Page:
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Super Mario Movie’s Seth Rogen On Donkey Kong Advice He Received: "Yell More!"

Rogen’s got ideas about DK’s big-screen future…and they definitely require the wardrobe department.

By Benjamin Bullard
The Super Mario Bros. Movie Trailer

He’s the original Mario antagonist, the Nintendo ape at the tip-top of the heap. And now that Donkey Kong’s taken a big bite out of Hollywood, he’s kind of gone bananas over his new movie-sized celebrity status.

Yep, even though Bowser (Jack Black) is the real baddie of The Super Mario Bros. Movie, Bowser and everyone else with eyes on the Mushroom Kingdom have good ol’ Donkey King to thank for helping push Nintendo’s plucky plumber hero into the blockbuster-headlining pop culture icon he's become. Back in the 1980s when Donkey Kong was in arcades and Nintendo was still calling Mario “Jumpman,” DK already had a monopoly on being obsessed with stolen princesses — though for the movie, the creators were more than happy to step back and let Seth Rogen, who voices Donkey Kong in the film, do his thing with a minimum of extra fuss.

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The Super Mario Bros. Movie makers talk Seth Rogen’s Donkey Kong ‘genius’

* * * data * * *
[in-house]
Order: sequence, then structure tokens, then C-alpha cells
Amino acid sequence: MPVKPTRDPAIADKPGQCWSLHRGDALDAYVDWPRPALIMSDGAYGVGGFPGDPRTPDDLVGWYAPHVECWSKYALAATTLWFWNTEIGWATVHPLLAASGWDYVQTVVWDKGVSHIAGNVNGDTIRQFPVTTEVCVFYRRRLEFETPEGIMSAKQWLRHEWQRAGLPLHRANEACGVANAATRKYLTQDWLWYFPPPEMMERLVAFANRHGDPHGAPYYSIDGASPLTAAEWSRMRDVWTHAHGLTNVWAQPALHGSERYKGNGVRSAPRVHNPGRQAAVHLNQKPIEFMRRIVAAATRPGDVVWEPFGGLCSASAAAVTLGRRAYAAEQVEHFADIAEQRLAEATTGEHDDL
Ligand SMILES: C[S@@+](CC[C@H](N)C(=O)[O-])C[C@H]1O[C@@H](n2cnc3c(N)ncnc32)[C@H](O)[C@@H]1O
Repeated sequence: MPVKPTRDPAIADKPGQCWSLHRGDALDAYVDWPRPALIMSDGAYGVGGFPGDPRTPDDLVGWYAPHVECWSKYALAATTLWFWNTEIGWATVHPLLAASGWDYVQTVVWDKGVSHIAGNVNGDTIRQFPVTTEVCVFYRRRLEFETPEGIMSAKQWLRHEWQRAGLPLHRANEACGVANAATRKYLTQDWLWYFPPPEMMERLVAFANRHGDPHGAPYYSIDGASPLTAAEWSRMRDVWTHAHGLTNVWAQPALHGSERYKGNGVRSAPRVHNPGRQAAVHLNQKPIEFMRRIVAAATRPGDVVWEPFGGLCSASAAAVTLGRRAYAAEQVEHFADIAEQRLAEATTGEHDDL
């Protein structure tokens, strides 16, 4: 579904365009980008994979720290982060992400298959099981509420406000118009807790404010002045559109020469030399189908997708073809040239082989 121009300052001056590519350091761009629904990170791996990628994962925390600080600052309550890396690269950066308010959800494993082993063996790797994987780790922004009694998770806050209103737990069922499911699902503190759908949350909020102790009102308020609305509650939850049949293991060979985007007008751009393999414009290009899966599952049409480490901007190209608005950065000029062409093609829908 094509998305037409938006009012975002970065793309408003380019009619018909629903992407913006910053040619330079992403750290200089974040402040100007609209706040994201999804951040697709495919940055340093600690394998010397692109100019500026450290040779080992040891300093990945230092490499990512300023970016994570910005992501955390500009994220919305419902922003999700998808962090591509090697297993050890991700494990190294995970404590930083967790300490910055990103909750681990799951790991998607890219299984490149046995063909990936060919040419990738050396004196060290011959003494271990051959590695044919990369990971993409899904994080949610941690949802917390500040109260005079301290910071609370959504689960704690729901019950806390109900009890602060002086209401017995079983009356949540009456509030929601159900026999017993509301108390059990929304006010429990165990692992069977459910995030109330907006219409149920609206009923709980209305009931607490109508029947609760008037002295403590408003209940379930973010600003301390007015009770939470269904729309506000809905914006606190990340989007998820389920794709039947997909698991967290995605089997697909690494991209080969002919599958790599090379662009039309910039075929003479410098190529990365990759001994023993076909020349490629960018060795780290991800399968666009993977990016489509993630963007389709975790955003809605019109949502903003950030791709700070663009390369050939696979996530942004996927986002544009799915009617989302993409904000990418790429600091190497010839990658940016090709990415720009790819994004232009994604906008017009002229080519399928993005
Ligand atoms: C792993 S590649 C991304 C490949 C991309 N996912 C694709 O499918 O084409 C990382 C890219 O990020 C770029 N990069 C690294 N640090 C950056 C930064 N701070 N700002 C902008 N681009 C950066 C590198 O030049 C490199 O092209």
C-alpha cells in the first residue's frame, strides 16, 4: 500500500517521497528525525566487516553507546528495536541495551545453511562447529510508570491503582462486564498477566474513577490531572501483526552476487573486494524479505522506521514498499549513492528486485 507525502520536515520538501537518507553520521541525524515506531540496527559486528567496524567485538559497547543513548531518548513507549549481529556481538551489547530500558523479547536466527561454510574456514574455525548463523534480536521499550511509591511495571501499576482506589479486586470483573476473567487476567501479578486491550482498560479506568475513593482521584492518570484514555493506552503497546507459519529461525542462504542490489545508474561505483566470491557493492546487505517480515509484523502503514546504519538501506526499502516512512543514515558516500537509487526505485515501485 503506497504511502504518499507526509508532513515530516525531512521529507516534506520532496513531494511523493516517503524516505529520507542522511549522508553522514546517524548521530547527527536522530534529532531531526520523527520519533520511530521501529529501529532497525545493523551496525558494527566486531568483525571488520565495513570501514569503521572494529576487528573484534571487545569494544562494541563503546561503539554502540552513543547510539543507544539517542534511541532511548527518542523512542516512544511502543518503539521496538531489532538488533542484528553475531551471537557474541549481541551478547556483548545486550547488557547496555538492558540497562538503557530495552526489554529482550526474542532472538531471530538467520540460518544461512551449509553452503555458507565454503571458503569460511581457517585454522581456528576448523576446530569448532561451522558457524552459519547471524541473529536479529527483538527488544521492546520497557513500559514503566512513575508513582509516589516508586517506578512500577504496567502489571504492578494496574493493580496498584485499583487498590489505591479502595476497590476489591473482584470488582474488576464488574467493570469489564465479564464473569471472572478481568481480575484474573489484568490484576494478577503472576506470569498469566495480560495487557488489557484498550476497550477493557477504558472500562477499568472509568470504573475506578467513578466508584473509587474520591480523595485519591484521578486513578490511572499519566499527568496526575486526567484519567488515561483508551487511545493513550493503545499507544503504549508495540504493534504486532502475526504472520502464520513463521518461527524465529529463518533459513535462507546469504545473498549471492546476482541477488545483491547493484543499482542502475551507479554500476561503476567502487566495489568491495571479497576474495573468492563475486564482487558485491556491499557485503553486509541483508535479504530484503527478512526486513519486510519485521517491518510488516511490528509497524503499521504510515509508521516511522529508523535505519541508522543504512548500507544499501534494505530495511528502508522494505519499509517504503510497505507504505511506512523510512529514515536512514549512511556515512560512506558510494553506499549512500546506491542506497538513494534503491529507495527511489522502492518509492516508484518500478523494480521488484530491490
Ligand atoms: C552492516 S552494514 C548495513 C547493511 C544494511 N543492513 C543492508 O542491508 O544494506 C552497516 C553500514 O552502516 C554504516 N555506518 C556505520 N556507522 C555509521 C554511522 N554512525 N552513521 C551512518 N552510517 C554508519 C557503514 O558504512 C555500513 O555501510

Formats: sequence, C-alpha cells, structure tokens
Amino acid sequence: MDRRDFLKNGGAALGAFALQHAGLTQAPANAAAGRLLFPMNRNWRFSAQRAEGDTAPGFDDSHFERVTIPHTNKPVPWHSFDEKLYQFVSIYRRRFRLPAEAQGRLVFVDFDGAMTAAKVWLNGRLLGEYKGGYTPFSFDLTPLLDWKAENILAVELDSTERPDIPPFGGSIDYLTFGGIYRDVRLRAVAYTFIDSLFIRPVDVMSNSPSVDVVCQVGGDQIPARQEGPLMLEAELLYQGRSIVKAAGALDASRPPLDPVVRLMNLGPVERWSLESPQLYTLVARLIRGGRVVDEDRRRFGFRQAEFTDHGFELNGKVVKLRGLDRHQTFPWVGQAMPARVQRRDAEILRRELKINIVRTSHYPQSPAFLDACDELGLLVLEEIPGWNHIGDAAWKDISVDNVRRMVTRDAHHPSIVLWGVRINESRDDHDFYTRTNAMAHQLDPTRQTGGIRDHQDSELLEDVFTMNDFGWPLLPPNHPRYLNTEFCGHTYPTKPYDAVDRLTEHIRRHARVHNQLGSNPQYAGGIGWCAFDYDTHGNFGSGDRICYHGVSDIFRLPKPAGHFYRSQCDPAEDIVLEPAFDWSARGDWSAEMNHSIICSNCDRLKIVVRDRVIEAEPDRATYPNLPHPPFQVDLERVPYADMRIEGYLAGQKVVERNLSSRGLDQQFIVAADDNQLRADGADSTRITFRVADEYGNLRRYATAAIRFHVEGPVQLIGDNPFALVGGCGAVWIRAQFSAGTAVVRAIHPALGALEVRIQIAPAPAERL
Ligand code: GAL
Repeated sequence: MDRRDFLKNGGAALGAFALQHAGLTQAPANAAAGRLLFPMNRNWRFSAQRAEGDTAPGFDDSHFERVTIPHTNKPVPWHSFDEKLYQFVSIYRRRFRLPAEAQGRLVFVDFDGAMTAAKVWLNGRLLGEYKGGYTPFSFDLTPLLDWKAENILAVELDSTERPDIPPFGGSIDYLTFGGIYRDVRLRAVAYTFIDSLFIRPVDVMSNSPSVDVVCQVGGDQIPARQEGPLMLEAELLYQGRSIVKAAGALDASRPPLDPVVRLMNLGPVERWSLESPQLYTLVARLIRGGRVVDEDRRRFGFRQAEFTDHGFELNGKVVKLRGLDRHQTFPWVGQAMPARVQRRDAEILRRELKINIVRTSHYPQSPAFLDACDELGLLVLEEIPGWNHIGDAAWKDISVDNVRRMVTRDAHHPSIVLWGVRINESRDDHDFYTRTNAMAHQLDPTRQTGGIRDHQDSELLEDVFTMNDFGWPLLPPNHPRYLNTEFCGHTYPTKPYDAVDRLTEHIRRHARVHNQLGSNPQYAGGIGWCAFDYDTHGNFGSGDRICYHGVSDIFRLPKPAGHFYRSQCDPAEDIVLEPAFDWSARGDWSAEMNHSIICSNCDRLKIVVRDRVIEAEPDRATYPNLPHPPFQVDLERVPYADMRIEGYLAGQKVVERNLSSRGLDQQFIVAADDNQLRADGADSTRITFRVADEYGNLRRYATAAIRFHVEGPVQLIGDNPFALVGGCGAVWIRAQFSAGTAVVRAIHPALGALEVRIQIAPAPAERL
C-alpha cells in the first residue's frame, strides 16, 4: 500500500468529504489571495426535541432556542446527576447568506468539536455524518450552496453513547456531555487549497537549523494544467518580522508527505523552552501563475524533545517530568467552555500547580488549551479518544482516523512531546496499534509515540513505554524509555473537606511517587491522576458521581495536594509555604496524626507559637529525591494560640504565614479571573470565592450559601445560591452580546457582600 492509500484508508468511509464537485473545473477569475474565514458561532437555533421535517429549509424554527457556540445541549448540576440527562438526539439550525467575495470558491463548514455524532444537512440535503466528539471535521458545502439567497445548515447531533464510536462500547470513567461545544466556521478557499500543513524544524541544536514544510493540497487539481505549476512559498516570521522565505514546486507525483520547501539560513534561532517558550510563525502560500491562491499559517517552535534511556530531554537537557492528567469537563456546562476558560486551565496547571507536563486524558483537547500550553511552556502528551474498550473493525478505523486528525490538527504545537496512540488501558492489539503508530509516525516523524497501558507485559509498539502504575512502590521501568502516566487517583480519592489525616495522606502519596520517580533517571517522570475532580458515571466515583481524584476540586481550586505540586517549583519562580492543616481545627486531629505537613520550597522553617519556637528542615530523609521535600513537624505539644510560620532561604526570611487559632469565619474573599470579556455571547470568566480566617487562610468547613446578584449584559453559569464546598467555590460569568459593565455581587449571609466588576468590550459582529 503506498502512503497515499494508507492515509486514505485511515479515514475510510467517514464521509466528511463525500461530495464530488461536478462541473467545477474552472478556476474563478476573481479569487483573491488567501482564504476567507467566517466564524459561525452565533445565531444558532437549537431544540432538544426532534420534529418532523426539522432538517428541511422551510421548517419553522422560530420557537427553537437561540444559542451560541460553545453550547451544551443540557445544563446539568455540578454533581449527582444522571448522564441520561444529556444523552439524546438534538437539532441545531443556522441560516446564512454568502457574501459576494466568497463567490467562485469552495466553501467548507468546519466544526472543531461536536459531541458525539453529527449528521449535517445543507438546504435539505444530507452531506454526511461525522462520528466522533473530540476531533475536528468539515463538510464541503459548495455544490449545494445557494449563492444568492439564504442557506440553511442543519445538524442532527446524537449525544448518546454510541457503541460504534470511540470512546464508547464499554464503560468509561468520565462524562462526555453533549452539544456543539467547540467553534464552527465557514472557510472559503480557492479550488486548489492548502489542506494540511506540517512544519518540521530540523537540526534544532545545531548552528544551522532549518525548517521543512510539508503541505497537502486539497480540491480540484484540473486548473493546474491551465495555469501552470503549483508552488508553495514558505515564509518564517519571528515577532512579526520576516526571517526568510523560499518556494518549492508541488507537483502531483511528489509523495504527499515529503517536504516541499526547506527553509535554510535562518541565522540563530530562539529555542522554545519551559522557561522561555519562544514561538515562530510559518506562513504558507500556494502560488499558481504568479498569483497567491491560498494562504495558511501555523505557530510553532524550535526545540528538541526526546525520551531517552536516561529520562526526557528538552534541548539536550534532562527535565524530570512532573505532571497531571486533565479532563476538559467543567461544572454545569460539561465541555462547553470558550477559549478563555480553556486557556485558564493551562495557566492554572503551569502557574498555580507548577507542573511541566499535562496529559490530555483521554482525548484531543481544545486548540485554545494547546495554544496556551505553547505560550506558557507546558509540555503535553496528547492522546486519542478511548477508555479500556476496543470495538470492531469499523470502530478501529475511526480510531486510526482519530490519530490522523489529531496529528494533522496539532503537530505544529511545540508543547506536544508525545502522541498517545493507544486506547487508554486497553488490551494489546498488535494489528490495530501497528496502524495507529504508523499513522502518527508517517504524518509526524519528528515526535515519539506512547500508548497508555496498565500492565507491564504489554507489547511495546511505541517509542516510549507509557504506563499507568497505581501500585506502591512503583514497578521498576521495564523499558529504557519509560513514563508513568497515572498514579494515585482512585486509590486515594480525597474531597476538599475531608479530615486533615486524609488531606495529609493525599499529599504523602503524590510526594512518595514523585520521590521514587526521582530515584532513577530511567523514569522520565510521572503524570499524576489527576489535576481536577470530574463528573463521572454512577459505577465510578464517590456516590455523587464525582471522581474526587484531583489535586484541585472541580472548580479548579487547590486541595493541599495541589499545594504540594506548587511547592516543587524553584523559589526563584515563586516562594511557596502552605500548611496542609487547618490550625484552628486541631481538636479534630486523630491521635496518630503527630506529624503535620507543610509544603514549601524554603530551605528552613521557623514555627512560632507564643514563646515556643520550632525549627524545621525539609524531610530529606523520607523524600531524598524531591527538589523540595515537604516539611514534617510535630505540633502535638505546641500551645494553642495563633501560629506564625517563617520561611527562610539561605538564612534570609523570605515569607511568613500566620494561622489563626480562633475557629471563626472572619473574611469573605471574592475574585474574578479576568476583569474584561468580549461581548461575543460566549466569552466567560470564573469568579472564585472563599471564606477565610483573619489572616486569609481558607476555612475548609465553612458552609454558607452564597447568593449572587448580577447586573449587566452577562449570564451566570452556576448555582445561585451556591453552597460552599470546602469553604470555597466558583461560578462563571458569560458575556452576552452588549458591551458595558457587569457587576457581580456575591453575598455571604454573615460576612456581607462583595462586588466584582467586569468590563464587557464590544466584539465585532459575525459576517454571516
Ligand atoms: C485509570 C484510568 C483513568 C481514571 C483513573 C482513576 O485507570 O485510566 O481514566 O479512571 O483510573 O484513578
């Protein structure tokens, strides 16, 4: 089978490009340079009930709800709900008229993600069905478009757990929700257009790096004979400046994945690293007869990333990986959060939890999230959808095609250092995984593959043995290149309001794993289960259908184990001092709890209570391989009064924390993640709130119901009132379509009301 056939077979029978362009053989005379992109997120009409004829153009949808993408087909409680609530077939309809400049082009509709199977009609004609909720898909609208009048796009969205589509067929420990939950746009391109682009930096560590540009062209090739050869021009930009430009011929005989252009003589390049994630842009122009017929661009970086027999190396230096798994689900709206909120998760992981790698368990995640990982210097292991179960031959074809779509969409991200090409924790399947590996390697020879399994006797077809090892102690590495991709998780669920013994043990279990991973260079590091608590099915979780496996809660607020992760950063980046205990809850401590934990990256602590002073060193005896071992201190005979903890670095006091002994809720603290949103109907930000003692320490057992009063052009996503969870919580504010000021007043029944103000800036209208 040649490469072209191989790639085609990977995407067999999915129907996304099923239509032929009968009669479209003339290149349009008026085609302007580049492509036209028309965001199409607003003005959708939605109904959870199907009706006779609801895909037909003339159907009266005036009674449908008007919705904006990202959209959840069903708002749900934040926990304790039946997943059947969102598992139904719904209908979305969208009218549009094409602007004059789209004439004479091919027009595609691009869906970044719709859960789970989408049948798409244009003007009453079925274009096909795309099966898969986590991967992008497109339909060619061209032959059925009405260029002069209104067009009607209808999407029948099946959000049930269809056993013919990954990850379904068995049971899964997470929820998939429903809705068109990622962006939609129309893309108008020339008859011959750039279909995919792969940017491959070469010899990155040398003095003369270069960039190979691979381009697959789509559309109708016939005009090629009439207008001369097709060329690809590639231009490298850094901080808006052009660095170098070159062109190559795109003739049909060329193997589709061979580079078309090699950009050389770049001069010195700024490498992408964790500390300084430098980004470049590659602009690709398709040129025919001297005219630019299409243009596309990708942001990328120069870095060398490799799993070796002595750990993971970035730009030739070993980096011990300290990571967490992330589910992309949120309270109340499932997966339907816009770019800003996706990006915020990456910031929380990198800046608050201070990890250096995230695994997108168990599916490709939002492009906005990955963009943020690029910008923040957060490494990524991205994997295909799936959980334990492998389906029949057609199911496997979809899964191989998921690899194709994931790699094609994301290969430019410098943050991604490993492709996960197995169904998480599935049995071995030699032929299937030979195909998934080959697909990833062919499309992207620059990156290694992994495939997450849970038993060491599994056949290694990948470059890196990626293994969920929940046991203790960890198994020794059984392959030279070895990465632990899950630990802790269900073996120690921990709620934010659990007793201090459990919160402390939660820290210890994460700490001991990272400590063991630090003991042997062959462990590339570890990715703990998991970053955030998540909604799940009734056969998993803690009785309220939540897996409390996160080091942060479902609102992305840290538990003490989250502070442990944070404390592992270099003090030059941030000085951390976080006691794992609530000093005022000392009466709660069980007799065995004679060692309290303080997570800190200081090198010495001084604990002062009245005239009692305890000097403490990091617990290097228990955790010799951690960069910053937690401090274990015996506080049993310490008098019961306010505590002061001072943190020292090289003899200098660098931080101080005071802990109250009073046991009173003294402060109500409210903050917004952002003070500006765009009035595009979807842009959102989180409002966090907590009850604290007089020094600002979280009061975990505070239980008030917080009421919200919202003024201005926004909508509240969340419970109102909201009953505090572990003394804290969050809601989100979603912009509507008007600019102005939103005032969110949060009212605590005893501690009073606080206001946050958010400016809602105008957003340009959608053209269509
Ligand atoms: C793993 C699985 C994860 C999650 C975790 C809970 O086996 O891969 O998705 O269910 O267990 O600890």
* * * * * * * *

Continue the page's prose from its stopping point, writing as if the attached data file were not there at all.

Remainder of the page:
“He’s always thinking about the larger scene and all the other things that come into play,” says co-director Michael Jelenik in a new behind-the-scenes look (above) that comes bundled in with the movie’s just-arrived “Power Up” collectible home edition. “Our job has to be like, ‘Which hilarious line are we gonna pick for the movie?’ — and then take credit for his genius.”

Rogen actually had a bit of liberty in bringing big-screen life to the gonzo gorilla, as Rogen himself notes in the clip. “I was given a lot of freedom to kind of make the character my own,” he confides. “They generally told me that Donkey Kong was angry and yelling a lot…and so most of the direction they gave me was to be angrier — and to yell more!”

Going ape behind the mic was a mission Rogen apparently took on with a kind of calculated craziness, happily mastering the challenge of channeling Donkey Kong’s famous loony aggression. "He sort of seems like he was born to play Donkey Kong in this movie," says editor Eric Osmond. But, as writer Mathew Fogel explains, Rogen always kept an eye out for how the movie folds the character into its larger story: “More than any other actor I’ve worked with," explains Fogel, "he thinks like a writer… He’s offering a ton of improv.”

Hey, if Rogen has the comedic chops to help write comedy classics like Superbad and Pineapple Express, it’s probably a safe call for Universal Pictures and Illumination to hand him a decent share of the creative reins to unleash DK’s pent-up pugnaciousness. And while he’s on an improvisational roll with the character, Rogen even has a fresh idea for how he’d evolve Donkey Kong’s image in any potential future Mario movies. “It’s a fun character, it’s a fun world,” he says. “I would be thrilled to see Donkey Kong go on more adventures… [But] maybe give him some pants this time?!”

With DK and the rest of the Mushroom Kingdom gang fresh from a $1 billion haul at the box office, The Super Mario Bros. Movie — including tons of fun behind-the-scenes bonuses in the collectible “Power Up” edition — is ready to bring home now on digital, 4K Ultra HD, Blu-Ray, and DVD.

Ready for more movie madness from Rogen? Catch Superbad streaming on Peacock right now!